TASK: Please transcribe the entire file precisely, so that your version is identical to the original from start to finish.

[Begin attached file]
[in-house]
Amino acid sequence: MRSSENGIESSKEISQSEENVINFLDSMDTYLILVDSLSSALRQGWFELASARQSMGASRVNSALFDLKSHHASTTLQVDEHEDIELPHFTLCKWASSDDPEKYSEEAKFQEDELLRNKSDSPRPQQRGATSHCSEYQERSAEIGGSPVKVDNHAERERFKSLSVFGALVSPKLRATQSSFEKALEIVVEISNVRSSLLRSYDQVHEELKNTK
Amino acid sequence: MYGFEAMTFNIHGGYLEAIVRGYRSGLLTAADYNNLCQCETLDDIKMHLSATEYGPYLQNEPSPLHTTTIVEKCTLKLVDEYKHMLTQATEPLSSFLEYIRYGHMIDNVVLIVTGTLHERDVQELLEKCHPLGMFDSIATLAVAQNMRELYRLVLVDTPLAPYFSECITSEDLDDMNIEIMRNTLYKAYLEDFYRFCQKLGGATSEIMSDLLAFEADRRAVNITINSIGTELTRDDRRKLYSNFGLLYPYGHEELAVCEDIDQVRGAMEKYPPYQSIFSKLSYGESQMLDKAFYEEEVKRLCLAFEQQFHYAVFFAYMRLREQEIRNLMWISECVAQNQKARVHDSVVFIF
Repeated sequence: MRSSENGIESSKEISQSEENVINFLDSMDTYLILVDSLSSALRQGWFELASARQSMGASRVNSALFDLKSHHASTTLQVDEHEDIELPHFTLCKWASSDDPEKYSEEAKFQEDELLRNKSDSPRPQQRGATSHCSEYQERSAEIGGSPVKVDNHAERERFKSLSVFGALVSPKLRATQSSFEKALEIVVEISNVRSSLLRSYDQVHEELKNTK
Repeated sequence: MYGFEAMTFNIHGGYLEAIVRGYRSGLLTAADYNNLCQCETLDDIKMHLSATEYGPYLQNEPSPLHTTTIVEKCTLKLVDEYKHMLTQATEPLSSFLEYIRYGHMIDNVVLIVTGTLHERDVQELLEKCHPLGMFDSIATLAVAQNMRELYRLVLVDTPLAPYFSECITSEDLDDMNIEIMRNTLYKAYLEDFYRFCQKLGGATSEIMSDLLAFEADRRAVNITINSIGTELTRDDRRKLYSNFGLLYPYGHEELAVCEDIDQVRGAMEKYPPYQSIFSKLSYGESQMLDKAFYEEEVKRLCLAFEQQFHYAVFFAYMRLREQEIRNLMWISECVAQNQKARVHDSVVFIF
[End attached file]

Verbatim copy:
[in-house]
Amino acid sequence: MRSSENGIESSKEISQSEENVINFLDSMDTYLILVDSLSSALRQGWFELASARQSMGASRVNSALFDLKSHHASTTLQVDEHEDIELPHFTLCKWASSDDPEKYSEEAKFQEDELLRNKSDSPRPQQRGATSHCSEYQERSAEIGGSPVKVDNHAERERFKSLSVFGALVSPKLRATQSSFEKALEIVVEISNVRSSLLRSYDQVHEELKNTK
Amino acid sequence: MYGFEAMTFNIHGGYLEAIVRGYRSGLLTAADYNNLCQCETLDDIKMHLSATEYGPYLQNEPSPLHTTTIVEKCTLKLVDEYKHMLTQATEPLSSFLEYIRYGHMIDNVVLIVTGTLHERDVQELLEKCHPLGMFDSIATLAVAQNMRELYRLVLVDTPLAPYFSECITSEDLDDMNIEIMRNTLYKAYLEDFYRFCQKLGGATSEIMSDLLAFEADRRAVNITINSIGTELTRDDRRKLYSNFGLLYPYGHEELAVCEDIDQVRGAMEKYPPYQSIFSKLSYGESQMLDKAFYEEEVKRLCLAFEQQFHYAVFFAYMRLREQEIRNLMWISECVAQNQKARVHDSVVFIF
Repeated sequence: MRSSENGIESSKEISQSEENVINFLDSMDTYLILVDSLSSALRQGWFELASARQSMGASRVNSALFDLKSHHASTTLQVDEHEDIELPHFTLCKWASSDDPEKYSEEAKFQEDELLRNKSDSPRPQQRGATSHCSEYQERSAEIGGSPVKVDNHAERERFKSLSVFGALVSPKLRATQSSFEKALEIVVEISNVRSSLLRSYDQVHEELKNTK
Repeated sequence: MYGFEAMTFNIHGGYLEAIVRGYRSGLLTAADYNNLCQCETLDDIKMHLSATEYGPYLQNEPSPLHTTTIVEKCTLKLVDEYKHMLTQATEPLSSFLEYIRYGHMIDNVVLIVTGTLHERDVQELLEKCHPLGMFDSIATLAVAQNMRELYRLVLVDTPLAPYFSECITSEDLDDMNIEIMRNTLYKAYLEDFYRFCQKLGGATSEIMSDLLAFEADRRAVNITINSIGTELTRDDRRKLYSNFGLLYPYGHEELAVCEDIDQVRGAMEKYPPYQSIFSKLSYGESQMLDKAFYEEEVKRLCLAFEQQFHYAVFFAYMRLREQEIRNLMWISECVAQNQKARVHDSVVFIF